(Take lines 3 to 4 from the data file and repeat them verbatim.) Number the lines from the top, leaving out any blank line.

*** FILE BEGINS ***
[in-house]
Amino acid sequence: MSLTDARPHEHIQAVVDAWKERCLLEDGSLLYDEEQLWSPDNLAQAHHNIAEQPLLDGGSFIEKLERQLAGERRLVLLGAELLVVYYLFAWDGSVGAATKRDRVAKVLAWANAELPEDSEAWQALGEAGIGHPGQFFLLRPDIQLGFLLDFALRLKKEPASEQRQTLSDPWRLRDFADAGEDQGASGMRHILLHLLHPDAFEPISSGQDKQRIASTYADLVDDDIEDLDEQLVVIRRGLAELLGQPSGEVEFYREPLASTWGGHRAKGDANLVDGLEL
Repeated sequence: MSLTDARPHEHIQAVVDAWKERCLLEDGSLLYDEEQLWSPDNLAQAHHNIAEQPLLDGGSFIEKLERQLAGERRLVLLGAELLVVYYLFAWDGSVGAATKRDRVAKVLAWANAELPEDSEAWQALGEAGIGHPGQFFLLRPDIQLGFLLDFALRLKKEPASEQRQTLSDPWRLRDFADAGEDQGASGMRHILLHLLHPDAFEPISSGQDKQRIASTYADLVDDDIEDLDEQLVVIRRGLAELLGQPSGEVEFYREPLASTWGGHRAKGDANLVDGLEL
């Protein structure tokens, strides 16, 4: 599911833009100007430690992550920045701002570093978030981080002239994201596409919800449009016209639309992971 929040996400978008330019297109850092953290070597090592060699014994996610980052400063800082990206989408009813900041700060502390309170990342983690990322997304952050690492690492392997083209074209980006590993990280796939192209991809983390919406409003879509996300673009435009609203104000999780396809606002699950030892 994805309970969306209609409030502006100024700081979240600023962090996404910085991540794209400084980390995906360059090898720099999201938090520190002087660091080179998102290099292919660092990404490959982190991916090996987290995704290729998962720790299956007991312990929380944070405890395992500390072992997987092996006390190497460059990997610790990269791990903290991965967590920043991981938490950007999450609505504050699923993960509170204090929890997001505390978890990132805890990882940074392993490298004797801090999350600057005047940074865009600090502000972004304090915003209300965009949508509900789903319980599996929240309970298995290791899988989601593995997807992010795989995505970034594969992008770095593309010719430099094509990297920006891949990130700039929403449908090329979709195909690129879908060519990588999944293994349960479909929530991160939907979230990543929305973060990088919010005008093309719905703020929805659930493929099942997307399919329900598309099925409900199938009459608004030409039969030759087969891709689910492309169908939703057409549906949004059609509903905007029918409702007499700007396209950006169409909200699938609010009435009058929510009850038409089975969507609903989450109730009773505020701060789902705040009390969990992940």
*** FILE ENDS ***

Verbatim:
Repeated sequence: MSLTDARPHEHIQAVVDAWKERCLLEDGSLLYDEEQLWSPDNLAQAHHNIAEQPLLDGGSFIEKLERQLAGERRLVLLGAELLVVYYLFAWDGSVGAATKRDRVAKVLAWANAELPEDSEAWQALGEAGIGHPGQFFLLRPDIQLGFLLDFALRLKKEPASEQRQTLSDPWRLRDFADAGEDQGASGMRHILLHLLHPDAFEPISSGQDKQRIASTYADLVDDDIEDLDEQLVVIRRGLAELLGQPSGEVEFYREPLASTWGGHRAKGDANLVDGLEL
């Protein structure tokens, strides 16, 4: 599911833009100007430690992550920045701002570093978030981080002239994201596409919800449009016209639309992971 929040996400978008330019297109850092953290070597090592060699014994996610980052400063800082990206989408009813900041700060502390309170990342983690990322997304952050690492690492392997083209074209980006590993990280796939192209991809983390919406409003879509996300673009435009609203104000999780396809606002699950030892 994805309970969306209609409030502006100024700081979240600023962090996404910085991540794209400084980390995906360059090898720099999201938090520190002087660091080179998102290099292919660092990404490959982190991916090996987290995704290729998962720790299956007991312990929380944070405890395992500390072992997987092996006390190497460059990997610790990269791990903290991965967590920043991981938490950007999450609505504050699923993960509170204090929890997001505390978890990132805890990882940074392993490298004797801090999350600057005047940074865009600090502000972004304090915003209300965009949508509900789903319980599996929240309970298995290791899988989601593995997807992010795989995505970034594969992008770095593309010719430099094509990297920006891949990130700039929403449908090329979709195909690129879908060519990588999944293994349960479909929530991160939907979230990543929305973060990088919010005008093309719905703020929805659930493929099942997307399919329900598309099925409900199938009459608004030409039969030759087969891709689910492309169908939703057409549906949004059609509903905007029918409702007499700007396209950006169409909200699938609010009435009058929510009850038409089975969507609903989450109730009773505020701060789902705040009390969990992940």